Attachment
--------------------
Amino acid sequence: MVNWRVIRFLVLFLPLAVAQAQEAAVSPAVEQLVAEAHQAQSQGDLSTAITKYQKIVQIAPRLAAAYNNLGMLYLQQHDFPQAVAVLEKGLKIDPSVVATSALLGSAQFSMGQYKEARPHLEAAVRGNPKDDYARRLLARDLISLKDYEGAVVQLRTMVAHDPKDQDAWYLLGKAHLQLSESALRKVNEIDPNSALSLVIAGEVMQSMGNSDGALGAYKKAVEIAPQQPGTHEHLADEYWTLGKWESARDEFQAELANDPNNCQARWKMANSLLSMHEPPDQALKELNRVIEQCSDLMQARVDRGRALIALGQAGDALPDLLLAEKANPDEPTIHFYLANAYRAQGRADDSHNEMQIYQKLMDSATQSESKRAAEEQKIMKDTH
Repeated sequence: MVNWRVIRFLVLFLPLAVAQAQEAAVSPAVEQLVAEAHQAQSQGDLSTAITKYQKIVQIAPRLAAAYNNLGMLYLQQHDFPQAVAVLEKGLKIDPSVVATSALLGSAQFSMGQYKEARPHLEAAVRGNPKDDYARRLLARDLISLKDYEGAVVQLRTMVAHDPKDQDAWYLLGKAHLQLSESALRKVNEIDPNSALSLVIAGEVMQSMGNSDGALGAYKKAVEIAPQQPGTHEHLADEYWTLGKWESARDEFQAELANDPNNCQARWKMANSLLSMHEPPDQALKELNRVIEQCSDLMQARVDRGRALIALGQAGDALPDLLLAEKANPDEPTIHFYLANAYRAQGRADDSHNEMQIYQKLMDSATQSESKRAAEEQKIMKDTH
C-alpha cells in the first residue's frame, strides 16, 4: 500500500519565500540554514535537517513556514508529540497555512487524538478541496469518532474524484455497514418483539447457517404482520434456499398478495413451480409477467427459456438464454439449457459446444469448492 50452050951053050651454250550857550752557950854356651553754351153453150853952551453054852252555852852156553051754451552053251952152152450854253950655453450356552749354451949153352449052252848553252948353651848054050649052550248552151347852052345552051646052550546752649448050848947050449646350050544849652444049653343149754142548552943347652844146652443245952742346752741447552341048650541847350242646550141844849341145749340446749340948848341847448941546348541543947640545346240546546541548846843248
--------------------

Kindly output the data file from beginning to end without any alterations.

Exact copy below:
Amino acid sequence: MVNWRVIRFLVLFLPLAVAQAQEAAVSPAVEQLVAEAHQAQSQGDLSTAITKYQKIVQIAPRLAAAYNNLGMLYLQQHDFPQAVAVLEKGLKIDPSVVATSALLGSAQFSMGQYKEARPHLEAAVRGNPKDDYARRLLARDLISLKDYEGAVVQLRTMVAHDPKDQDAWYLLGKAHLQLSESALRKVNEIDPNSALSLVIAGEVMQSMGNSDGALGAYKKAVEIAPQQPGTHEHLADEYWTLGKWESARDEFQAELANDPNNCQARWKMANSLLSMHEPPDQALKELNRVIEQCSDLMQARVDRGRALIALGQAGDALPDLLLAEKANPDEPTIHFYLANAYRAQGRADDSHNEMQIYQKLMDSATQSESKRAAEEQKIMKDTH
Repeated sequence: MVNWRVIRFLVLFLPLAVAQAQEAAVSPAVEQLVAEAHQAQSQGDLSTAITKYQKIVQIAPRLAAAYNNLGMLYLQQHDFPQAVAVLEKGLKIDPSVVATSALLGSAQFSMGQYKEARPHLEAAVRGNPKDDYARRLLARDLISLKDYEGAVVQLRTMVAHDPKDQDAWYLLGKAHLQLSESALRKVNEIDPNSALSLVIAGEVMQSMGNSDGALGAYKKAVEIAPQQPGTHEHLADEYWTLGKWESARDEFQAELANDPNNCQARWKMANSLLSMHEPPDQALKELNRVIEQCSDLMQARVDRGRALIALGQAGDALPDLLLAEKANPDEPTIHFYLANAYRAQGRADDSHNEMQIYQKLMDSATQSESKRAAEEQKIMKDTH
C-alpha cells in the first residue's frame, strides 16, 4: 500500500519565500540554514535537517513556514508529540497555512487524538478541496469518532474524484455497514418483539447457517404482520434456499398478495413451480409477467427459456438464454439449457459446444469448492 50452050951053050651454250550857550752557950854356651553754351153453150853952551453054852252555852852156553051754451552053251952152152450854253950655453450356552749354451949153352449052252848553252948353651848054050649052550248552151347852052345552051646052550546752649448050848947050449646350050544849652444049653343149754142548552943347652844146652443245952742346752741447552341048650541847350242646550141844849341145749340446749340948848341847448941546348541543947640545346240546546541548846843248